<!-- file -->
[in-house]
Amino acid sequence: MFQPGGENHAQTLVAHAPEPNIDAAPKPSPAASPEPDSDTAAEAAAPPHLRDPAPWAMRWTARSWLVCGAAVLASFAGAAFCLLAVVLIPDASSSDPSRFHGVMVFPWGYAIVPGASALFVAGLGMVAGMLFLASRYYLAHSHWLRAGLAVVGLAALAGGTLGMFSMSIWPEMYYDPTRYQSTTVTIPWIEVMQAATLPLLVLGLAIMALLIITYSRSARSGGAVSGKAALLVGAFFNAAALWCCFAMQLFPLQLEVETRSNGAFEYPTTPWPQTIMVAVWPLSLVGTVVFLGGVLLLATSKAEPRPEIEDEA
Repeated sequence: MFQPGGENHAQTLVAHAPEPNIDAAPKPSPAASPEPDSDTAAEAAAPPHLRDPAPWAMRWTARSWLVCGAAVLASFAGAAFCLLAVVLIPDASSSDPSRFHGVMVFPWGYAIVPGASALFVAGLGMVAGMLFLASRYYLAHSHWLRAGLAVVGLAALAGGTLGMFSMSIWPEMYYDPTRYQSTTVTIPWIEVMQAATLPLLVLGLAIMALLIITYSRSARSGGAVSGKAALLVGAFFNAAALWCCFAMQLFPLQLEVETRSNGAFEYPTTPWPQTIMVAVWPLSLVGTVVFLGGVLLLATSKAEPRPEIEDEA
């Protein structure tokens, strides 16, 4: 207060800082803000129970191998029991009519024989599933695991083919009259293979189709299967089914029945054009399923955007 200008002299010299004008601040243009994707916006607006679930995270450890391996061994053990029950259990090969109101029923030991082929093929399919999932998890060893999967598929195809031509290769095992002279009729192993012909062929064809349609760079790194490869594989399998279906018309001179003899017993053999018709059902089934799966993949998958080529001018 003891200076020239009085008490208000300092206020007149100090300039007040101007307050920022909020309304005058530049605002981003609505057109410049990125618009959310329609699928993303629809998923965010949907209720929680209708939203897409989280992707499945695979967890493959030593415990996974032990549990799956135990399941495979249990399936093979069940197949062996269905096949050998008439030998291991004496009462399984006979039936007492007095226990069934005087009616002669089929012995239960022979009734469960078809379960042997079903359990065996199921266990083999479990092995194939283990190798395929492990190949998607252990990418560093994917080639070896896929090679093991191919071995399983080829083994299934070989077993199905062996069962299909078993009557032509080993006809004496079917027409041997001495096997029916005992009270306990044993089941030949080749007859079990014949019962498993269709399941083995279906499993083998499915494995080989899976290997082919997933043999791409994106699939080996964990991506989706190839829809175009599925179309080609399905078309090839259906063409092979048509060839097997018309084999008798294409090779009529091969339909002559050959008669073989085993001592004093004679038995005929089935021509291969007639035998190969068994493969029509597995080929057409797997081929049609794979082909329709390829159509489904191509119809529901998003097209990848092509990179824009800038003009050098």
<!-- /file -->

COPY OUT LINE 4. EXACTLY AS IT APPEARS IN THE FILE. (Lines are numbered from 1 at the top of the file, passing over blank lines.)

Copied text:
């Protein structure tokens, strides 16, 4: 207060800082803000129970191998029991009519024989599933695991083919009259293979189709299967089914029945054009399923955007 200008002299010299004008601040243009994707916006607006679930995270450890391996061994053990029950259990090969109101029923030991082929093929399919999932998890060893999967598929195809031509290769095992002279009729192993012909062929064809349609760079790194490869594989399998279906018309001179003899017993053999018709059902089934799966993949998958080529001018 003891200076020239009085008490208000300092206020007149100090300039007040101007307050920022909020309304005058530049605002981003609505057109410049990125618009959310329609699928993303629809998923965010949907209720929680209708939203897409989280992707499945695979967890493959030593415990996974032990549990799956135990399941495979249990399936093979069940197949062996269905096949050998008439030998291991004496009462399984006979039936007492007095226990069934005087009616002669089929012995239960022979009734469960078809379960042997079903359990065996199921266990083999479990092995194939283990190798395929492990190949998607252990990418560093994917080639070896896929090679093991191919071995399983080829083994299934070989077993199905062996069962299909078993009557032509080993006809004496079917027409041997001495096997029916005992009270306990044993089941030949080749007859079990014949019962498993269709399941083995279906499993083998499915494995080989899976290997082919997933043999791409994106699939080996964990991506989706190839829809175009599925179309080609399905078309090839259906063409092979048509060839097997018309084999008798294409090779009529091969339909002559050959008669073989085993001592004093004679038995005929089935021509291969007639035998190969068994493969029509597995080929057409797997081929049609794979082909329709390829159509489904191509119809529901998003097209990848092509990179824009800038003009050098």